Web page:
For the rules of go, see GameHelpClassicGo
Go strategy is extremely complex and well-studied, so we won't try to cover more than the basics. You can find more at external sites like Sensei's Library.
Fundamentals of Go
In his book Lessons in the Fundamentals of Go, Toshiro Kageyama says:
"After you have learned the rules, your first step should be to just play for a while (...) a number of games, say fifty or a hundred. During this period, if you see an enemy stone, try to capture it, try to cut it off. If you see a friendly stone, try to save it from capture, try to connect it. Concentrate on this alone as you build up some practical experience. (...) You cannot expect to do all your studying and gain all your knowledge from books."
Playing on the 9×9 board is a great way to finish games and learn lessons more quickly.
- A stone is connected to another stone if they are on directly adjacent grid intersections.
- Or if they are close together and the opponent cannot prevent them from becoming connected.
- Playing moves in between opponent's stones to prevent them from connecting is called cutting.
- Evaluating whether stones are connected or can be cut is a skill that is difficult at first, but becomes easier as you play more games.
- Stones that are connected form a group.
- Groups take many more moves to capture than isolated stones; this is why learning to connect your groups and disconnect your opponents' is so helpful.
Life & Death
Life and death is an important concept:
- A group with two eyes (two or more small territories) is alive, because the opponent can't fill up both eyes at the same time, and therefore the group cannot be captured.
- Most groups with one big territory/"a lot of eyespace" are alive: if the opponent tries to play inside, the group can inevitably form two eyes and capture the invading stones.
- A group that can inevitably connect to another alive group is alive.
- A group is dead if the opponent can inevitably capture it. Dead groups are cut off from all friendly groups, cannot capture the cutting stones, and do not have enough space to form two eyes.
- A group that is neither alive nor dead is unsettled.
- If you see a group of yours or your opponent's in immediate danger, move to defend or attack it. This is called an urgent move. You will miss urgent moves as a beginner, but you will get better at seeing them as you play more. Look for stones that can be cut off from their friends, especially if they don't have space to make eyes.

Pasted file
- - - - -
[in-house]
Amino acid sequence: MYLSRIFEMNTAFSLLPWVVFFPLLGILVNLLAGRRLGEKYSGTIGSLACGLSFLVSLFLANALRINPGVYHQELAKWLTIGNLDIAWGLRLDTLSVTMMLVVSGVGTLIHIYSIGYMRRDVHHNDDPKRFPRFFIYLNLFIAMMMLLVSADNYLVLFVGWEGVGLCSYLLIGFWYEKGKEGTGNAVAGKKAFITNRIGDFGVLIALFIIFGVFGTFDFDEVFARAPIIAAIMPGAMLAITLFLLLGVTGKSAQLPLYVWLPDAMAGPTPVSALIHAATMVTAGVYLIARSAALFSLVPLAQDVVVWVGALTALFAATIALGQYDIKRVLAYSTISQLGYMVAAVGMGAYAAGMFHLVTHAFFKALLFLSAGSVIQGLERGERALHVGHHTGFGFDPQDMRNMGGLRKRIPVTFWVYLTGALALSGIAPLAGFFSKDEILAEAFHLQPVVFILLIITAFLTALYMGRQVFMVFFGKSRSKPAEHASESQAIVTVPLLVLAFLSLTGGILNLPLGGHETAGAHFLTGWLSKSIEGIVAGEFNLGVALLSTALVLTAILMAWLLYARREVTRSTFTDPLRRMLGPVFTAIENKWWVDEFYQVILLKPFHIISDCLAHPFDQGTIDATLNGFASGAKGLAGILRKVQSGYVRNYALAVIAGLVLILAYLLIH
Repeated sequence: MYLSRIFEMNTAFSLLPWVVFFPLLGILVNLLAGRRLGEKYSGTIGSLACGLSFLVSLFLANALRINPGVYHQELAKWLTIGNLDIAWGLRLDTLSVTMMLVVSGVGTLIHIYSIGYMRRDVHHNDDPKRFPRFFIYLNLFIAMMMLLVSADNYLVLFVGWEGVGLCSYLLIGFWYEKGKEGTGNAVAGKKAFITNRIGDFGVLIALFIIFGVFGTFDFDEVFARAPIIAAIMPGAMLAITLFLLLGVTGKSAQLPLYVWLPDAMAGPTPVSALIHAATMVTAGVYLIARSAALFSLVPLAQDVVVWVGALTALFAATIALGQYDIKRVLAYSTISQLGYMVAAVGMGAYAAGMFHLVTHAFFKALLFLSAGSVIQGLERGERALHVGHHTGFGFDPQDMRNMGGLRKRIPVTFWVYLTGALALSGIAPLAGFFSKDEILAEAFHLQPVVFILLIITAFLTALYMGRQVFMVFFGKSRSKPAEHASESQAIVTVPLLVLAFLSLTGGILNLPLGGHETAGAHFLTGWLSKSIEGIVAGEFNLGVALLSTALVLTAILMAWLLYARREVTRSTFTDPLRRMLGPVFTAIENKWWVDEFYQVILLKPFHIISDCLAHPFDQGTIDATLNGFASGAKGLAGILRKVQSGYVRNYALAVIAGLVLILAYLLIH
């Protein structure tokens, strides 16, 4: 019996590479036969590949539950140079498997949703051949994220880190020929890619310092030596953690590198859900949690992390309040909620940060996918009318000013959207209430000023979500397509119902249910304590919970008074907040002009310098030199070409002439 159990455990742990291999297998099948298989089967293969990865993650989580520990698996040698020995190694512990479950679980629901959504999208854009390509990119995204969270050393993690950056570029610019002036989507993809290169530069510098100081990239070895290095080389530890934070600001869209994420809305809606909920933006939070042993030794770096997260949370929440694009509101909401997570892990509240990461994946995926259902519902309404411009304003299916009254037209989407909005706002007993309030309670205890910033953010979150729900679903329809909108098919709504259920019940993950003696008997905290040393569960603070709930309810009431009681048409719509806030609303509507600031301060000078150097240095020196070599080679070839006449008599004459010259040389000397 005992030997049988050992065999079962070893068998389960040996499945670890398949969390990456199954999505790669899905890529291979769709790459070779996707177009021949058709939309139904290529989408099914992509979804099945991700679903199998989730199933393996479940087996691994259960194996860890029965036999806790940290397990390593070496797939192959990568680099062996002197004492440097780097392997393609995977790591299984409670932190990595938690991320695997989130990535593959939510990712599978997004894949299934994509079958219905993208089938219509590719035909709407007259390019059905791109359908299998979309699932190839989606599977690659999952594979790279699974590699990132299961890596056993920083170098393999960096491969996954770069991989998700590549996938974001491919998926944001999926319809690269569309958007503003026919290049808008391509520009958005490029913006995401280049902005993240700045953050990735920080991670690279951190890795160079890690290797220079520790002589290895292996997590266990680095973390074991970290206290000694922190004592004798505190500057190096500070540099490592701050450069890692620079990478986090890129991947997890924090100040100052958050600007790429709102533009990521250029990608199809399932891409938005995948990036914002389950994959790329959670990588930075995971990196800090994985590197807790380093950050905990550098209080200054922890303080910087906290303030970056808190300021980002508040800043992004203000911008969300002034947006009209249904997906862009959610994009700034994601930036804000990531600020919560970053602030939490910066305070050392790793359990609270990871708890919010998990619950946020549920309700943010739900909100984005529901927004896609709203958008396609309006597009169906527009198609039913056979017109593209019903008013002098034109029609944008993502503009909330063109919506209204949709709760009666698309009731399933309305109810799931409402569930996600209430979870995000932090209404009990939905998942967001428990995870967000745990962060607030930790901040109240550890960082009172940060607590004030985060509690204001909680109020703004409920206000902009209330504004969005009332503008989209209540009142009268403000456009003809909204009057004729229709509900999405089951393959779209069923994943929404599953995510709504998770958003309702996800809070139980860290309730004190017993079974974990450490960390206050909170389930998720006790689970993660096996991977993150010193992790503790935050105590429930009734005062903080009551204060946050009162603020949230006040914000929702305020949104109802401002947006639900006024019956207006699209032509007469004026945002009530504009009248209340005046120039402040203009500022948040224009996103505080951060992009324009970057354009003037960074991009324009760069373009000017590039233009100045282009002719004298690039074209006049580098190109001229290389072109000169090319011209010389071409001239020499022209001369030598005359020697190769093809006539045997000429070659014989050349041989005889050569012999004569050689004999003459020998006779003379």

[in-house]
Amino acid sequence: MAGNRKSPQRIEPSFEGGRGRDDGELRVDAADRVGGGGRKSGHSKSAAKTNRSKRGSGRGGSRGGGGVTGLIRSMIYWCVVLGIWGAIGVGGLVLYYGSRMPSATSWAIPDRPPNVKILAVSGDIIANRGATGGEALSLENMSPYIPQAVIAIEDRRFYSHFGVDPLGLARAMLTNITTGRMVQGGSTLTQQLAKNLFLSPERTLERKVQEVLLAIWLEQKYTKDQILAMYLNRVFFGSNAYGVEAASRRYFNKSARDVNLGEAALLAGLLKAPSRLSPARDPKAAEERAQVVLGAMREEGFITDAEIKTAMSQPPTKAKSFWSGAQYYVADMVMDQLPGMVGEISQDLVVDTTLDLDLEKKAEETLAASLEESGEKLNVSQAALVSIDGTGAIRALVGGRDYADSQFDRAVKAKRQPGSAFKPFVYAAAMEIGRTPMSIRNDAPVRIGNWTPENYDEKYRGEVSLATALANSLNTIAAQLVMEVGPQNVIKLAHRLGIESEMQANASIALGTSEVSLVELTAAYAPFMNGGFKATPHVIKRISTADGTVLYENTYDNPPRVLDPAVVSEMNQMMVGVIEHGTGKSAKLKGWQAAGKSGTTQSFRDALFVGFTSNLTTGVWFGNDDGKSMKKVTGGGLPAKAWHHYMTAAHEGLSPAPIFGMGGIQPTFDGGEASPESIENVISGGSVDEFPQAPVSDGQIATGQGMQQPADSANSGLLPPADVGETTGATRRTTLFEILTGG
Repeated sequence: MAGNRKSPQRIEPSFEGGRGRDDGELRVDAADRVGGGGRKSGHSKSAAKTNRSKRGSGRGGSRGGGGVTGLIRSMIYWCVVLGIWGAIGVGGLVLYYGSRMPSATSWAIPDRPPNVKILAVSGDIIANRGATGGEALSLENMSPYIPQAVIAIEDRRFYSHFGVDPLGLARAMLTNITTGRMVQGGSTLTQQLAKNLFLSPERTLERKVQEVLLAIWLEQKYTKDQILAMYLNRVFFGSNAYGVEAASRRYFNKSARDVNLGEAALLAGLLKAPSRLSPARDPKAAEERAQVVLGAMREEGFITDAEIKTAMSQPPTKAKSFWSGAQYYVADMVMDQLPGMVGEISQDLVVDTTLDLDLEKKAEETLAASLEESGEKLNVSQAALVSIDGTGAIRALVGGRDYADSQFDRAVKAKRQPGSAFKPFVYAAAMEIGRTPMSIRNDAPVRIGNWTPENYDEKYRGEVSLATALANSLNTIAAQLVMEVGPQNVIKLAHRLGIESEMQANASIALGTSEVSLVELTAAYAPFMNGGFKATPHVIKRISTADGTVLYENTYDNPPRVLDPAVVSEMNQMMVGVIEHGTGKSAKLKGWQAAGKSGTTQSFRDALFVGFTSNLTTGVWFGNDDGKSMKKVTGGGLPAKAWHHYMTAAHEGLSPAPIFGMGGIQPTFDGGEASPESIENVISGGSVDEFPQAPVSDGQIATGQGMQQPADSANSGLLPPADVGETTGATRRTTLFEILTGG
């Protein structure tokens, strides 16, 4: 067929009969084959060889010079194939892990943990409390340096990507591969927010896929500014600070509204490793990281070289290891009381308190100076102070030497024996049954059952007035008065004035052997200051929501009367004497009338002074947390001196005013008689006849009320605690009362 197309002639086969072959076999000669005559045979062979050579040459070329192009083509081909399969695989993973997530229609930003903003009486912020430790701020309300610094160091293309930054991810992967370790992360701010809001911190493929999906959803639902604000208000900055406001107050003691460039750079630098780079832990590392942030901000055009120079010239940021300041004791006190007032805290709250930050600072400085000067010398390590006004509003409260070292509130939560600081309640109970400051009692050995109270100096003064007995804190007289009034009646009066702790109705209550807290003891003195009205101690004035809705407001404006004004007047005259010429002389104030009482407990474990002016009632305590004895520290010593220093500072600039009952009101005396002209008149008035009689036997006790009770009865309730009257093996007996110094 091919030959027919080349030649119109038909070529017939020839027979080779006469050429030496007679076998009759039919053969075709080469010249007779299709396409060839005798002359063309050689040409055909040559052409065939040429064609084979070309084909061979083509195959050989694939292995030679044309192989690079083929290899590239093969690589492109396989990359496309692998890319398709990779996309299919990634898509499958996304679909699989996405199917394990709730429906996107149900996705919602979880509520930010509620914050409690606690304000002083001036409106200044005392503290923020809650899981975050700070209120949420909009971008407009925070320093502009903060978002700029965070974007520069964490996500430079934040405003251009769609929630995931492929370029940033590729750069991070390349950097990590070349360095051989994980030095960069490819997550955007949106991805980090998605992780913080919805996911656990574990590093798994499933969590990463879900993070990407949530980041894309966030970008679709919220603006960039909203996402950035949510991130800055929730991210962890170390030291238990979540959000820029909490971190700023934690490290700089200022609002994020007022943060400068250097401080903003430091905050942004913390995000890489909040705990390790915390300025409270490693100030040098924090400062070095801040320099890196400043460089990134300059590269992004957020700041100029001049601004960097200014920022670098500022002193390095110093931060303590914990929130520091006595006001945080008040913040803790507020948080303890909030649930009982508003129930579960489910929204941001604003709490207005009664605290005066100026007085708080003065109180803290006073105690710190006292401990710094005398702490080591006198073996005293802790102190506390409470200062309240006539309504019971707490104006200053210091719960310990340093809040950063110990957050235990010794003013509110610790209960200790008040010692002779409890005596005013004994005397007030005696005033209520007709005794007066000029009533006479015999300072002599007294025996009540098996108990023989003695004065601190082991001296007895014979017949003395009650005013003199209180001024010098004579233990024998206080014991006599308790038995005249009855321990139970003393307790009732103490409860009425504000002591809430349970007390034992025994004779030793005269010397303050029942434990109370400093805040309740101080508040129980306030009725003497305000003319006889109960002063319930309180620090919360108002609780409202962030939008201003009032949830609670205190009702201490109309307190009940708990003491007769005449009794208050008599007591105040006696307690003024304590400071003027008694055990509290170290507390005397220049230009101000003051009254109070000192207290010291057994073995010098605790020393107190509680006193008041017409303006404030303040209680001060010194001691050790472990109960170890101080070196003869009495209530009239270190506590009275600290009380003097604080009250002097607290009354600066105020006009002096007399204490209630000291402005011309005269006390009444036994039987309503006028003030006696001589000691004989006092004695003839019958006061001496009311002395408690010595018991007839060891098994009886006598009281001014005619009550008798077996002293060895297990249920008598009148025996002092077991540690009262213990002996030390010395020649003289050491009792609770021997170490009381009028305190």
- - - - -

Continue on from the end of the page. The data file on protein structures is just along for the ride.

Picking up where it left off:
- If there are no urgent moves, play a big move that stakes out a large territory, or reduces an opponent's large territory.
- On the 19×19 and 13×13 boards, it is efficient to play near each of the corners first, then each of the sides, then the middle. It takes more moves in the center or the sides to surround the same amount of territory (and eyespace) in the corner. On the 9×9 board, however, starting near the middle is a good option, since the middle is close to multiple sides and corners.
- The line on the edge of the board is called "the first line". The line one intersection away from the edge is called "the second line". Most stones at the beginning of the game should be played on the third or fourth lines: the second line surrounds too little territory, and the fifth line is "too high" to help much on the side or corner. For reference, the circular "star points" are on the fourth line.
- If you see that a group of stones is unconditionally dead or unconditionally alive, don't waste moves trying to capture or save it: play somewhere else. Life/death evaluation takes practice; you can search online for beginner life and death problems to practice this if you want some fun puzzles!
- Don't worry about losing individual stones. You get another one every turn. The most important individual stones are "cutting stones" that are preventing two weak groups from connecting.
- You don't necessarily have to respond locally to your opponent's move. Often it isn't a threat, or there's something more important elsewhere.
- Before playing a move in complicated situations, consider a move that your opponent might play in response, and maybe the move that you will play after. This skill is called reading, and it is useful in many board games! Reading helps you to find the best move in complicated situations. You can practice reading in games, especially 9×9, or with life and death problems. Reading will become easier for you as you practice it, and as you become more familiar with the game of Go.
- If you're not sure what move to make, it's best to just play some move, go back after the game, and figure out a better move for next time. You will learn a lot faster, especially if you are playing on 9×9. Many experienced players are happy to discuss games with newer players when the game is over.